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JAPAN: Automakers join to boost charge network

By Graeme Roberts | 29 July 2013

Toyota, Nissan Motor, Honda and Mitsubishi Motors will work together to promote the installation of chargers for electric-powered vehicles and build a charging network service that offers more convenience to drivers in Japan.

The move is in recognition of the critical need to swiftly develop charging infrastructure facilities  to promote the use of electric-powered vehicles. Assisted by subsidies provided by the Japanese government, the four automakers will bear part of the cost to install the charging facilities. They will also work together to build a convenient and accessible charging network in collaboration with companies that are already providing charging services in which each of the four automakers already have a financial stake.

At present, there are about 1,700 quick chargers and just over 3,000 normal chargers in Japan, which is generally recognised to be insufficient. In addition, the lack of sufficient coordination among existing charging providers can be improved to offer better charging service to customers. The government announced subsidies for installation of charging facilities totaling JPY100.5bn as part of its economic policy for fiscal year 2013 to quickly develop the charging infrastructure and expand the use of electric-powered vehicles using alternative energy sources. Currently, each prefecture in Japan is drawing up a vision for the use of the subsidies. With this strong support, the four automakers will work together to install the chargers. Previously, each automaker assessed possible locations for charging facilities on their own. Now, they have agreed to work jointly under the common understanding that the charging infrastructure has public value and that enhancing it should be done quickly during the limited period that the subsidies are available.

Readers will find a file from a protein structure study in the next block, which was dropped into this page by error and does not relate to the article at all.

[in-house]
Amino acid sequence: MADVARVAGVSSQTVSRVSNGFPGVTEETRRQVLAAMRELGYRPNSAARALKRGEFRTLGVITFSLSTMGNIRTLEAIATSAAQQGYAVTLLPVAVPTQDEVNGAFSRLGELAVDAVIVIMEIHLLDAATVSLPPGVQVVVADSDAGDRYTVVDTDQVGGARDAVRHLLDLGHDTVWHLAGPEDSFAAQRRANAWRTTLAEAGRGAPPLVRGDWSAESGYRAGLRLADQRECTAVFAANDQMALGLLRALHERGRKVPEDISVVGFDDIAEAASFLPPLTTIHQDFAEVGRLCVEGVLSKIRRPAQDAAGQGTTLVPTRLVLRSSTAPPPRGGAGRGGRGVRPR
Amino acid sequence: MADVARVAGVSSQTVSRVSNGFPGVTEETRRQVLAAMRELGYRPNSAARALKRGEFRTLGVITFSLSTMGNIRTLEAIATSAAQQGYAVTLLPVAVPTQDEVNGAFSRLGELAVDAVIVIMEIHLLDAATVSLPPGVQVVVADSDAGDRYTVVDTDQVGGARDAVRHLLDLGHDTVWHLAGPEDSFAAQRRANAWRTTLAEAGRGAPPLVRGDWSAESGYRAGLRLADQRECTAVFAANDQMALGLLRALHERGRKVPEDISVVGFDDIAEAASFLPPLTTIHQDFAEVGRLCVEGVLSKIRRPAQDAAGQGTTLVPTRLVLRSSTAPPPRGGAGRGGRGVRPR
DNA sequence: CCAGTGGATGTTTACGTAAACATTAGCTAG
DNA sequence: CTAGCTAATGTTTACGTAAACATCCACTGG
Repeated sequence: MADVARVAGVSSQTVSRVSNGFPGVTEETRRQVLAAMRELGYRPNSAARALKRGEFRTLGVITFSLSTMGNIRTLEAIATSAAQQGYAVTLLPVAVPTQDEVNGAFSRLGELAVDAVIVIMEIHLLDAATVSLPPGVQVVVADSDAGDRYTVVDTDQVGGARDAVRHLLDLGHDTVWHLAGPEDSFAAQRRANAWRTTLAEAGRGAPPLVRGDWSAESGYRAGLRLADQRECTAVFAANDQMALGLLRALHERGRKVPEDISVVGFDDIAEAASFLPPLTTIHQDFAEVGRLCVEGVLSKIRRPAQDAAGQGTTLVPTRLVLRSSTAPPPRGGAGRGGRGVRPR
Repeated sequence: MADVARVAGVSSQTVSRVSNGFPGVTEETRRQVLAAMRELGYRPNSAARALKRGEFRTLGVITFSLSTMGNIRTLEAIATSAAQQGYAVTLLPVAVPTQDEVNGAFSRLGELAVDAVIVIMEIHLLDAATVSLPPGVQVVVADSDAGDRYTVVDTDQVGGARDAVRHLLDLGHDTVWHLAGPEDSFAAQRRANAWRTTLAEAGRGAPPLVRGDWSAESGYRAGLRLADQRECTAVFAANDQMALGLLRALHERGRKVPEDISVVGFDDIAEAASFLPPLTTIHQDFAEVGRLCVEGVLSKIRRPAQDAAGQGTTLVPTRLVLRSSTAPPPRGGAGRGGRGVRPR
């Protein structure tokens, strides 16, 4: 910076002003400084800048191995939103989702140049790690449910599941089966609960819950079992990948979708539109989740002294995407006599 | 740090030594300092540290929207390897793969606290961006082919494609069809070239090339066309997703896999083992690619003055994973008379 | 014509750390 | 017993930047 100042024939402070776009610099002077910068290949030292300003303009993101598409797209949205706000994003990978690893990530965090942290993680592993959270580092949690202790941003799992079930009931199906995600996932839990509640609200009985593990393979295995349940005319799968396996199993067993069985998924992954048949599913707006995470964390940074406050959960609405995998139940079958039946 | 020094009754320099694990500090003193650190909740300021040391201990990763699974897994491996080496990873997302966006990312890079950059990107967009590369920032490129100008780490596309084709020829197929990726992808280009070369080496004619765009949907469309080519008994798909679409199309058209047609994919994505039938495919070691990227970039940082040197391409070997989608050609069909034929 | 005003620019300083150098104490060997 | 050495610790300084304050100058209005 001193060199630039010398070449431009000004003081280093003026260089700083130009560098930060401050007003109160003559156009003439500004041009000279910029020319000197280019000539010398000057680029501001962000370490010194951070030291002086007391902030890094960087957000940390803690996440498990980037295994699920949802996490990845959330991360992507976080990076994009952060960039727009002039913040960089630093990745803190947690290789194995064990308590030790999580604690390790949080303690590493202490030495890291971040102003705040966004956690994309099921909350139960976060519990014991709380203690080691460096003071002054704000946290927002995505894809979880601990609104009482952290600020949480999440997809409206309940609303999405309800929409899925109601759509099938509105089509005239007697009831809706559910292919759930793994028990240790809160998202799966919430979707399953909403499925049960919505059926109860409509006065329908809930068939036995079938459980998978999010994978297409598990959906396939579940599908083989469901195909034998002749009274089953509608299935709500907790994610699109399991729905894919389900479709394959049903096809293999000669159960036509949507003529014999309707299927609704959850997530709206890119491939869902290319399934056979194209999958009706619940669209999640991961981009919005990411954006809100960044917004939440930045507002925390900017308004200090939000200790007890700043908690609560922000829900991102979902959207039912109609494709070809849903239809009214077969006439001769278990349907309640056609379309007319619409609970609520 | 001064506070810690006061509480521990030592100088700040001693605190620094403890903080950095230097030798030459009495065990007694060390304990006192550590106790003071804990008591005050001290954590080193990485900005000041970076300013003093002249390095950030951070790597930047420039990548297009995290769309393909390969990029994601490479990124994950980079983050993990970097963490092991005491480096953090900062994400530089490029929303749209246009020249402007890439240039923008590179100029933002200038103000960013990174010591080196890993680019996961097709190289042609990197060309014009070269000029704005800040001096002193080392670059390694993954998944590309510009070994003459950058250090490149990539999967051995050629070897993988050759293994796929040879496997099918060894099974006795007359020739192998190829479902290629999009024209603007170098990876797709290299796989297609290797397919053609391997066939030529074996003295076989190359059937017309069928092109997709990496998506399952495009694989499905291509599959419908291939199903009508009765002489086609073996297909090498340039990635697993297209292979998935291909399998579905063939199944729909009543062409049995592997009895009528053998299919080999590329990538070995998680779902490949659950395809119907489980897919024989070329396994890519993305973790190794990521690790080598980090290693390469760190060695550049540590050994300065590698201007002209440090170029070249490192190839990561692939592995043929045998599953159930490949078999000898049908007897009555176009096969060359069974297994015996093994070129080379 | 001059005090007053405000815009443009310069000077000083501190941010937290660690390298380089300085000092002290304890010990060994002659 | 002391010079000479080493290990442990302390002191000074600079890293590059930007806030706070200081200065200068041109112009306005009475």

Currently, there are three charging methods for electric-powered vehicles: basic charging, where a car is charged at private homes or condominiums; destination charging, where a car is charged at locations such as shopping malls, do-it-yourself (DIY) stores and family restaurants for the return trip home; and en-route charging at locations including expressway roadside service areas, roadside stations (michi no eki), gas stations, and convenience stores. In both destination and en-route charging, normal charging is suitable for longer-duration stops, while quick charging is appropriate for shorter stops.

In terms of utility, PHVs and PHEVs would benefit from an expanded charging network because it would maximize these vehicles’ EV driving performance and combined fuel economy. EVs, which provide an emissions-free, clean driving experience, could harness a larger charging network to extend their range during longer trips.

Under the agreement, the four companies will launch a joint project.